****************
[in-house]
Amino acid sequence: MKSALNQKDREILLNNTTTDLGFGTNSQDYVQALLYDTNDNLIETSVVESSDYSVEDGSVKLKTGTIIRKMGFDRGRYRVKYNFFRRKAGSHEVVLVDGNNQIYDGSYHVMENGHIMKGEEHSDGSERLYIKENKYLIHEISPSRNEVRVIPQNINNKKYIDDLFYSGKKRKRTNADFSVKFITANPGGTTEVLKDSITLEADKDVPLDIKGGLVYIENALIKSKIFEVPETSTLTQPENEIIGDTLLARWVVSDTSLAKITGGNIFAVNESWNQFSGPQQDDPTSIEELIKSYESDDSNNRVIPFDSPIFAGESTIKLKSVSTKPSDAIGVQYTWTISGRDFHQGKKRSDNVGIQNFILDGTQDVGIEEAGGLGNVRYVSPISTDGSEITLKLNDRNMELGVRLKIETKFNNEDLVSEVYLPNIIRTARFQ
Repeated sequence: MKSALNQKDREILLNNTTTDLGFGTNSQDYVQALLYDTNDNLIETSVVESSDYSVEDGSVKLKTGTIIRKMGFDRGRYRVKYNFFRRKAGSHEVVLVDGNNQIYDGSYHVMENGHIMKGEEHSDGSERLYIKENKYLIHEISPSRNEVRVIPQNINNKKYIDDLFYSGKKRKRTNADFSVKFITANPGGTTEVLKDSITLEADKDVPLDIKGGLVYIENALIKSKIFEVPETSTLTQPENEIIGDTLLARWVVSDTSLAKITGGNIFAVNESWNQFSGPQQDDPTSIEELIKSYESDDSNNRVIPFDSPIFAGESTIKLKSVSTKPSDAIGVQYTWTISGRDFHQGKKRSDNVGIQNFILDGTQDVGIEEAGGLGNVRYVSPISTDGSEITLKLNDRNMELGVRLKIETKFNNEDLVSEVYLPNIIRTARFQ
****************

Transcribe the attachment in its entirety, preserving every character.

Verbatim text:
[in-house]
Amino acid sequence: MKSALNQKDREILLNNTTTDLGFGTNSQDYVQALLYDTNDNLIETSVVESSDYSVEDGSVKLKTGTIIRKMGFDRGRYRVKYNFFRRKAGSHEVVLVDGNNQIYDGSYHVMENGHIMKGEEHSDGSERLYIKENKYLIHEISPSRNEVRVIPQNINNKKYIDDLFYSGKKRKRTNADFSVKFITANPGGTTEVLKDSITLEADKDVPLDIKGGLVYIENALIKSKIFEVPETSTLTQPENEIIGDTLLARWVVSDTSLAKITGGNIFAVNESWNQFSGPQQDDPTSIEELIKSYESDDSNNRVIPFDSPIFAGESTIKLKSVSTKPSDAIGVQYTWTISGRDFHQGKKRSDNVGIQNFILDGTQDVGIEEAGGLGNVRYVSPISTDGSEITLKLNDRNMELGVRLKIETKFNNEDLVSEVYLPNIIRTARFQ
Repeated sequence: MKSALNQKDREILLNNTTTDLGFGTNSQDYVQALLYDTNDNLIETSVVESSDYSVEDGSVKLKTGTIIRKMGFDRGRYRVKYNFFRRKAGSHEVVLVDGNNQIYDGSYHVMENGHIMKGEEHSDGSERLYIKENKYLIHEISPSRNEVRVIPQNINNKKYIDDLFYSGKKRKRTNADFSVKFITANPGGTTEVLKDSITLEADKDVPLDIKGGLVYIENALIKSKIFEVPETSTLTQPENEIIGDTLLARWVVSDTSLAKITGGNIFAVNESWNQFSGPQQDDPTSIEELIKSYESDDSNNRVIPFDSPIFAGESTIKLKSVSTKPSDAIGVQYTWTISGRDFHQGKKRSDNVGIQNFILDGTQDVGIEEAGGLGNVRYVSPISTDGSEITLKLNDRNMELGVRLKIETKFNNEDLVSEVYLPNIIRTARFQ